Sorry, ain’t got ’em

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Something unexpected happened to me last week, something about which I had, quite honestly, completely forgotten.

I got a mailing from the National Personnel Records Center, with which I had applied for a copy of Cannonball Dick Redding’s military service file from World War I. I was hoping the files might explain why he was hospitalized and died at Pilgrim Psychiatric Center on Long Island in the 1940s.

I can’t even remember when I sent the application — or what the amount of the fee was I had to pay to submit said application. I just assumed, frankly, that my request would get lost in the massive shuffle of the equally massive bureaucracy of the federal government and the U.S. military.

But hark! I got a response, dated Feb. 20, 2015 and signed by archives technician Michael Thierry. I was ecstatic, despite the fact that, in the interim between my sending the request and receiving this response, Gary Ashwill received an unedited copy of Cannonball’s death certificate, which revealed that Redding died from the debilitating effects of syphilis.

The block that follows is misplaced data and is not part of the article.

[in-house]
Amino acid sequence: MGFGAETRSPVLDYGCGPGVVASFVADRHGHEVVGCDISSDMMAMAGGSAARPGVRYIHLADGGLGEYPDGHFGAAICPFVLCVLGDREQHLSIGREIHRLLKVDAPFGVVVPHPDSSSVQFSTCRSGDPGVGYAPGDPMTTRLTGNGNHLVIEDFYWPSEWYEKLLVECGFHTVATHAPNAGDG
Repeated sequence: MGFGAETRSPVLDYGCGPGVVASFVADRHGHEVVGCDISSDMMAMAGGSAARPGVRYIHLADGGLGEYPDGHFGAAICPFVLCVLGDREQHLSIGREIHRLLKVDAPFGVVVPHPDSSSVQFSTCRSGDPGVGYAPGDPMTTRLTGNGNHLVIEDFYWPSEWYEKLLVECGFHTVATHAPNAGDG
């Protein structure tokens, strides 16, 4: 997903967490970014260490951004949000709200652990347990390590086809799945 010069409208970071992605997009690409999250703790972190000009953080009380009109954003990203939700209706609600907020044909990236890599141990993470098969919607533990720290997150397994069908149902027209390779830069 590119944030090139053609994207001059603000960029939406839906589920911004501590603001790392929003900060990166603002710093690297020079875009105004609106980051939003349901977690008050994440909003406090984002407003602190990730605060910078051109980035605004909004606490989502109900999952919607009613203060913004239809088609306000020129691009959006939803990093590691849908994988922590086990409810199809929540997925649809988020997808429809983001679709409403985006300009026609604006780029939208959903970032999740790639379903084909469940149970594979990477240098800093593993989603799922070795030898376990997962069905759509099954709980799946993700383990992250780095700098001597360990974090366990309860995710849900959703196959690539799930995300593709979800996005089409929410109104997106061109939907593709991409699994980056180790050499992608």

Even with that, though, I was excited to receive any sort of documents or records from the government about this legendary pitcher and should-be-Hall-of-Famer.

But, after opening the mailing and reading the letter, which I posted above, I just had one thing to say.

D’oh!

Here’s the first paragraph of the letter from Mr. Thierry:

“Thank you for contacting the National Personnel Records Center. The Official Military Personnel File (OMPF) needed to answer your inquiry is not in our files. If the OMPF were [sic] on July 12, 1973, it would have been in the area that suffered the most damage in the fire on that date and may have been destroyed. The fire destroyed the major portion of records of Army military personnel for the period 1912 through 1959, and records of Air Force personnel with surnames Hubbard through Z for the period 1947 through 1963.”

So, I suppose, that is that. The letter went on to suggest that I apply and pay for Redding’s “Final Pay Voucher,” and the packet included a description of an FPV and an example of what one looks like and what it includes — and, of course, a blank application with a note that the fee is $25.

So I’m not sure if I should sink the money, time and energy into trying to get something that won’t tell me much that I a) already know, or b) how much Cannonball earned from his service, which would be interesting but perhaps not all that earth-shattering.

What do you think? Should I go for it?

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